The GBP/USD dropped following the UK services, purchasing managers index, which missed expectations, in February. The composite PMI also managed to rise to a three-month high of 57.0 thanks to strong manufacturing and construction inputs. Markit estimates that the UK economy is growing at a slightly faster pace than in Q4, forecasting Q1 GDP growth of 0.6% quarter over quarter after 0.5% in Q4. The take away from the BoE policy perspective is rising wages, which will up the ante with regard to tightening arguments.
The UK Markit February services PMI unexpectedly dipped to 56.7 from 57.2, compared to a mean forecast for a rise to 57.5, and the outcome also contrasts the much better than forecast manufacturing and construction PMI surveys. At 56.7, the service-sector PMI still indicates robust expansion, and above December’s 19-month low at 55.8. The details were also encouraging, with wages and new orders rising, and staff hiring coming in at the second-quickest rate, at 57.3, since record began in 1996.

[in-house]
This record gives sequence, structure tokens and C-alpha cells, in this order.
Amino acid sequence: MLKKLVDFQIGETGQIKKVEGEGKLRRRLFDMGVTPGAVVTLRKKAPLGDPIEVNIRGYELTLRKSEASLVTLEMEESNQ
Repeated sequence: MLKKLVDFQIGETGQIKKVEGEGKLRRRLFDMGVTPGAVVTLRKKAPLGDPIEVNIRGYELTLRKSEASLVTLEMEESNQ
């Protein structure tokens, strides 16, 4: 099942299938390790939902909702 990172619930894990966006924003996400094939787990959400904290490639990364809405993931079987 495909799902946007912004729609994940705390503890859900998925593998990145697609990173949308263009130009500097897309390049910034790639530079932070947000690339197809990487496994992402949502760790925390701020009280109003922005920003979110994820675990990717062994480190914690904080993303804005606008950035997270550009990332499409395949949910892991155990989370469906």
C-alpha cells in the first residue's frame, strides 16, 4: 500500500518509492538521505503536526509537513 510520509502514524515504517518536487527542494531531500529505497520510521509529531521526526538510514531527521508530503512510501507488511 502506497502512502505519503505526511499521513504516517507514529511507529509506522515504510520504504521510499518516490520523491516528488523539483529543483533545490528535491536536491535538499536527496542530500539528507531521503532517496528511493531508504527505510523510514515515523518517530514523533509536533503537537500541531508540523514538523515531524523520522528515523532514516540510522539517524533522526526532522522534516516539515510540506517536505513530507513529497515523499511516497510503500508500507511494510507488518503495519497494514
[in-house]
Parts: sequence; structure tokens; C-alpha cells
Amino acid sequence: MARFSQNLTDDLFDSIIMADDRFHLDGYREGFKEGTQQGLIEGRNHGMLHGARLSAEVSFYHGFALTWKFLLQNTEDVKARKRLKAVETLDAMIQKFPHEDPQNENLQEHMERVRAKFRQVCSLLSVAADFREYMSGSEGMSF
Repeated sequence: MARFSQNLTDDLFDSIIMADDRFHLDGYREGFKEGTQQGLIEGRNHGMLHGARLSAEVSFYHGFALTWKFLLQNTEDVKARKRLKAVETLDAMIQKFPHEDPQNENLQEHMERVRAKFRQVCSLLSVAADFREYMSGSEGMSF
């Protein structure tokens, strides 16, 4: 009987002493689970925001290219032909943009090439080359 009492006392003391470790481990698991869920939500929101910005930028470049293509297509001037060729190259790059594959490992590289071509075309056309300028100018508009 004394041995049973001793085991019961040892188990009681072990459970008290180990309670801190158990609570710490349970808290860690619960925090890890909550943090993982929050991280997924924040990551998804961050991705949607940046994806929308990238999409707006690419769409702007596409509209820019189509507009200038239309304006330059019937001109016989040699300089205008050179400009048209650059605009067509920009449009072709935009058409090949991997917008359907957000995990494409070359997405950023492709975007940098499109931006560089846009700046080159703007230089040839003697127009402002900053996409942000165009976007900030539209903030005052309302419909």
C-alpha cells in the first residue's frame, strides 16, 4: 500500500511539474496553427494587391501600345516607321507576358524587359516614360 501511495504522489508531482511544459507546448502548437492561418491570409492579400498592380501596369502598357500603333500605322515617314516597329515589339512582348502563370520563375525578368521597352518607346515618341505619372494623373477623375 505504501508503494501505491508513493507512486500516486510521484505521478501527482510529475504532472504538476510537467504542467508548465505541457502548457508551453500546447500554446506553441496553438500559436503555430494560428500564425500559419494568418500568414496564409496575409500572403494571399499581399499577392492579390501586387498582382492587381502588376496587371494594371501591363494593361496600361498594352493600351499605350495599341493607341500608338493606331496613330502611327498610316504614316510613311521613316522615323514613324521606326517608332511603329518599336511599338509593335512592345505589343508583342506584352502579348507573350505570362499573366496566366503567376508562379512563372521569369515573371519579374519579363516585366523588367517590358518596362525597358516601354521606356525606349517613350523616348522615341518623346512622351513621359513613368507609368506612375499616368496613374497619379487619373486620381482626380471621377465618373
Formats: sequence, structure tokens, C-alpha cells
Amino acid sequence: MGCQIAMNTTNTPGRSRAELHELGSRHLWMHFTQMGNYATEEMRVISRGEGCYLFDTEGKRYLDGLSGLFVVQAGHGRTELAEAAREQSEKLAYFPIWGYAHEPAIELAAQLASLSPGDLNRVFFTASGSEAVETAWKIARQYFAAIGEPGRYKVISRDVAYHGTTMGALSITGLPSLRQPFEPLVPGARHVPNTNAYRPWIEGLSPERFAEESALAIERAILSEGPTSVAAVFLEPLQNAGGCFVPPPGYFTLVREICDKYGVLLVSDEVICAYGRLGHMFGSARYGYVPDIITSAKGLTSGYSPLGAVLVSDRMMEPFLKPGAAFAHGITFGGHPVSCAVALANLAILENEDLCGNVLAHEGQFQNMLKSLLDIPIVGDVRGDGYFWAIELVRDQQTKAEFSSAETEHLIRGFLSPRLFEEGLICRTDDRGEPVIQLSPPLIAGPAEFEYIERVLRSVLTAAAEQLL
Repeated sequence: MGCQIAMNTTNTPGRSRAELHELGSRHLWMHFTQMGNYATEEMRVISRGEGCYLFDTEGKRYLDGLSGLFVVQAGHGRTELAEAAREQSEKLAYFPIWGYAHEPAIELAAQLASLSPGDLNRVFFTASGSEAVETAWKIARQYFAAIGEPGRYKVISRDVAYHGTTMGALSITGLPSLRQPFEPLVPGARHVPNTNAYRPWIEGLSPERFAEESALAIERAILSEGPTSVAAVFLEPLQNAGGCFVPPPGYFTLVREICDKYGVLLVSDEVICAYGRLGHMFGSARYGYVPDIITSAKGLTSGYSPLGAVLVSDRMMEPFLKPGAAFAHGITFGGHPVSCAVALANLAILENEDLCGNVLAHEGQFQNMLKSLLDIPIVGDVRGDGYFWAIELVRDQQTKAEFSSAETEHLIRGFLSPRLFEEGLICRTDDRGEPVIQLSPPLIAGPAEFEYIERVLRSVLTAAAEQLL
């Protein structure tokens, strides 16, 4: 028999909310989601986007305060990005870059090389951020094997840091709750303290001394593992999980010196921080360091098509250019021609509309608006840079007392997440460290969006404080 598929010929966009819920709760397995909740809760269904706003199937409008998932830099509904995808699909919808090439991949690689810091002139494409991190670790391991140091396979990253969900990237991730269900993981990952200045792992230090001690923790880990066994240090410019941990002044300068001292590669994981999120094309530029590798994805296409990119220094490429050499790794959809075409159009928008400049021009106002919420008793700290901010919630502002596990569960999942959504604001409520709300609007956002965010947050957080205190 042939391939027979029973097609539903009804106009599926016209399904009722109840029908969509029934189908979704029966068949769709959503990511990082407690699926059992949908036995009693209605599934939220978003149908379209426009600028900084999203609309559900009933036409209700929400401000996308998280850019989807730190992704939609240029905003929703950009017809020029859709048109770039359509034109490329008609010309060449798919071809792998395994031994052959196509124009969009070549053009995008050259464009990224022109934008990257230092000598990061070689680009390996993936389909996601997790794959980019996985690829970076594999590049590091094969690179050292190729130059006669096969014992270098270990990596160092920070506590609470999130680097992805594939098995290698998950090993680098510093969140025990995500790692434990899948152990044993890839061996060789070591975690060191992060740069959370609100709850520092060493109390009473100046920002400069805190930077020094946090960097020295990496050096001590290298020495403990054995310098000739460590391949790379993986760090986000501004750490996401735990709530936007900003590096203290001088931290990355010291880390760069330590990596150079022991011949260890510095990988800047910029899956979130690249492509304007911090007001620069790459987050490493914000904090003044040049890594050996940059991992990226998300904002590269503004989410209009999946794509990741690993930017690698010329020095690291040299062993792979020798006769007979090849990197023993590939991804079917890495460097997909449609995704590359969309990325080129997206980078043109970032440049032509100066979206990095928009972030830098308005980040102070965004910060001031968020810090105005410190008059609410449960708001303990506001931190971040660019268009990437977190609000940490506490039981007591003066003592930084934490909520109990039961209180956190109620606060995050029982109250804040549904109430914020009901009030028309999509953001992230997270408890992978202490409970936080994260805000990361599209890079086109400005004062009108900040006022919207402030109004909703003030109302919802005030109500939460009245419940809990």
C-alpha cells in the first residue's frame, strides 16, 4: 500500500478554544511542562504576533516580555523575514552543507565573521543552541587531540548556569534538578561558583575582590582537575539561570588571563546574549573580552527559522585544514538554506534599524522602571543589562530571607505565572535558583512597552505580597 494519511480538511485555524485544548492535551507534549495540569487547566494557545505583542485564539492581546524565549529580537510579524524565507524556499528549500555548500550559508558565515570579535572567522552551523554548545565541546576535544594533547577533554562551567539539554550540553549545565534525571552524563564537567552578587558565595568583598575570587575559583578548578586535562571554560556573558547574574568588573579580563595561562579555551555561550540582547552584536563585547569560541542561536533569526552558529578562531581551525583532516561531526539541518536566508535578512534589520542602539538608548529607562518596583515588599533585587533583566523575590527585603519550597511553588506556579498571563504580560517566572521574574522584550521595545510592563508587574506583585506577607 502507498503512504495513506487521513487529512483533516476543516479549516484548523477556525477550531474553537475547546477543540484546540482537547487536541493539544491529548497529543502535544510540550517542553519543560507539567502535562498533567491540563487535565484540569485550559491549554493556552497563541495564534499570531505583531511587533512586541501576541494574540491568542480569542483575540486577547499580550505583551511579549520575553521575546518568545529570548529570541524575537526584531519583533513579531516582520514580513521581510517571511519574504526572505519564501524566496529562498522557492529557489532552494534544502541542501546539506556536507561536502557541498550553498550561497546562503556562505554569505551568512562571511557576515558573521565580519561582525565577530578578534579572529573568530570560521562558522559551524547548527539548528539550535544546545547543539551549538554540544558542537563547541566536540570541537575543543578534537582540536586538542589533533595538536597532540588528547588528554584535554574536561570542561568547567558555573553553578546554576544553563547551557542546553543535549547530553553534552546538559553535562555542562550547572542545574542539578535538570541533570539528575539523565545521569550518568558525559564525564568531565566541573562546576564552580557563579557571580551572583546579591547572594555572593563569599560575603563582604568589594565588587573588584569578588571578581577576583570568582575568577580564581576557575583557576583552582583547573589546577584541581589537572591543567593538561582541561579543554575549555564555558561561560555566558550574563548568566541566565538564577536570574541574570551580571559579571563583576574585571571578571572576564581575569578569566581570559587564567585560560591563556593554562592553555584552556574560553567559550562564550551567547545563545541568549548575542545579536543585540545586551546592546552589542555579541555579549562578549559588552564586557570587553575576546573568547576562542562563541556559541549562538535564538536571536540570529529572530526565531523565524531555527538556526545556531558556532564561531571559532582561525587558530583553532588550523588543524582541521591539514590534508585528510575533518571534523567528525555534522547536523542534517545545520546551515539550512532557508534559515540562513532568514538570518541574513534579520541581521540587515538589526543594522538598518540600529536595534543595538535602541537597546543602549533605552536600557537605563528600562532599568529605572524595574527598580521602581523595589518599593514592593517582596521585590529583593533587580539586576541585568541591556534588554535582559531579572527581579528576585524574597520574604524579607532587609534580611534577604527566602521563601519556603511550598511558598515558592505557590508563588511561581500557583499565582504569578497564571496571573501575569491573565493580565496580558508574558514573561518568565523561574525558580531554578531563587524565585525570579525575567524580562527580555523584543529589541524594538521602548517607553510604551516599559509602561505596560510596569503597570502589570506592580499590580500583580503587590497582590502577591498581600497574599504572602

Despite the dip in the services PMI, the headline composite PMI managed to rise thanks to the strong manufacturing and construction inputs, to 57.0, which is a three-month high, from 56.9 in January. The dip in the services report comes on the heels of a stronger than expected construction PMI released on Tuesday.
The UK February Markit construction PMI smashed expectations in rising to 60.1 compared to expectations of a rise to 59, indicating robust expansion in the sector, extending the January reversal from the drop to a 16-month low of 57.4 in December. Growth was seen in all three sub-sectors including residential, commercial, and civil engineering, which all grew by the most since last October on the back of sharp rises in new business volumes.
The GBP/USD is testing support levels near 1.5325, and a break would lead to a test of 1.5165. Resistance is seen near the 10-day moving average at 1.5415. Momentum has turned negative with the MACD (moving average convergence divergence) index generating a sell signal. This crossover points to lower futures prices for the exchange rate.